The World-wide Web, may be free and available for all -- but don't forget, it relies on a layer called Internet -- and governments more often than not, get to fix it ( and 'switch it off'). This small smack of realism, comes from Sir Tim Berners-Lee, widely acknowledged to be the "father" of the World Wide Web.
While working at the European Particle Physics Laboratory(CERN), in Geneva, Switzerland,in 1989, he proposed a global hypertext project and created a browser-editor combo which led to the familiar WWW form of Internet identity-- and made the Internet a vehicle of global communication for all.
In his keynote on Thursday, at the WWW Conference in Hyderabad, Berners-Lee pointed at the wide spectrum of governmental perceptions of the Net... from Finland which has legislated to make Internet access a fundamental human right, to regimes in Egypt and Libya which in recent week turned off Internet access across their nations, albeit briefly.
He suggested that the growing trend of putting more and more government data on the Net, went beyond improving transparency; it made sound economic sense. Freedom of Information should go beyond receiving a CD full of data -- to putting it on the Web.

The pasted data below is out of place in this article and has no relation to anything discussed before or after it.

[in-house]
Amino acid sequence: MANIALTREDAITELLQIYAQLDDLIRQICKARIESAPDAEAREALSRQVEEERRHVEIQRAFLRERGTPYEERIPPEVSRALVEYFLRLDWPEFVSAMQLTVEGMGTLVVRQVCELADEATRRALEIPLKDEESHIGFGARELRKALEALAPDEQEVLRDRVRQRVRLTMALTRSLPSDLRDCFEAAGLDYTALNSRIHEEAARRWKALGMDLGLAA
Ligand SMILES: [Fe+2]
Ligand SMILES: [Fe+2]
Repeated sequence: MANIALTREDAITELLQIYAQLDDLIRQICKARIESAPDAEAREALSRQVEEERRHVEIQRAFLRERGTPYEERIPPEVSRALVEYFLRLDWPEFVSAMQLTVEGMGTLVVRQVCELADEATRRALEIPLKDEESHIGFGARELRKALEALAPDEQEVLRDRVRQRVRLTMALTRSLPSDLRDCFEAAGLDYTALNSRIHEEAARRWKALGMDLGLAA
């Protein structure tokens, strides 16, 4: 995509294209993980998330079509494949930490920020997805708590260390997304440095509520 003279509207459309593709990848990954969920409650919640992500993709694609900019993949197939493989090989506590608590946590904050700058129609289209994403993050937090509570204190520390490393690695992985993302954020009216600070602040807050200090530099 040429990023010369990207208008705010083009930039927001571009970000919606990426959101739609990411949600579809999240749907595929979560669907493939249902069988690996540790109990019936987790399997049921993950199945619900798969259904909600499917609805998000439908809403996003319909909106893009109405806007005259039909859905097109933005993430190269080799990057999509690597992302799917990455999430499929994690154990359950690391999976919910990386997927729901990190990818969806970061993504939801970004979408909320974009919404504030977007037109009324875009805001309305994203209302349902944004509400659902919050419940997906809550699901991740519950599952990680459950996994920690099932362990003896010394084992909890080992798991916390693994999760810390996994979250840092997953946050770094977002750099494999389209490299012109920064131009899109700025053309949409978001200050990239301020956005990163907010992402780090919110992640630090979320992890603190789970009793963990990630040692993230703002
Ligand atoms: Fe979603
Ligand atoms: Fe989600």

On the vexing issue of privacy, Berners-Lee felt anonymity was a laudable aim -- as long as it went hand in hand with accountability. "We have to prevent anonymous bullying", he said.
On the laudable efforts to harness 3G and 4G broadband networks to empower the rural millions in India -- something that resonated through former President Abdul Kalam's speeech at the same forum, a day earlier-- Berners-Lee had a cautionary thought: remember to provide a 'safety net' for those (like the aged or infirm) who might fall through the cracks of any public service or system that was wholly Net-driven.
He also suggested that all IT companies in India should embrace the semantic Web to overcome the limitations of current information systems.
The 5-day event which was hosted in India for the first time, concludes on Friday. March 231 2011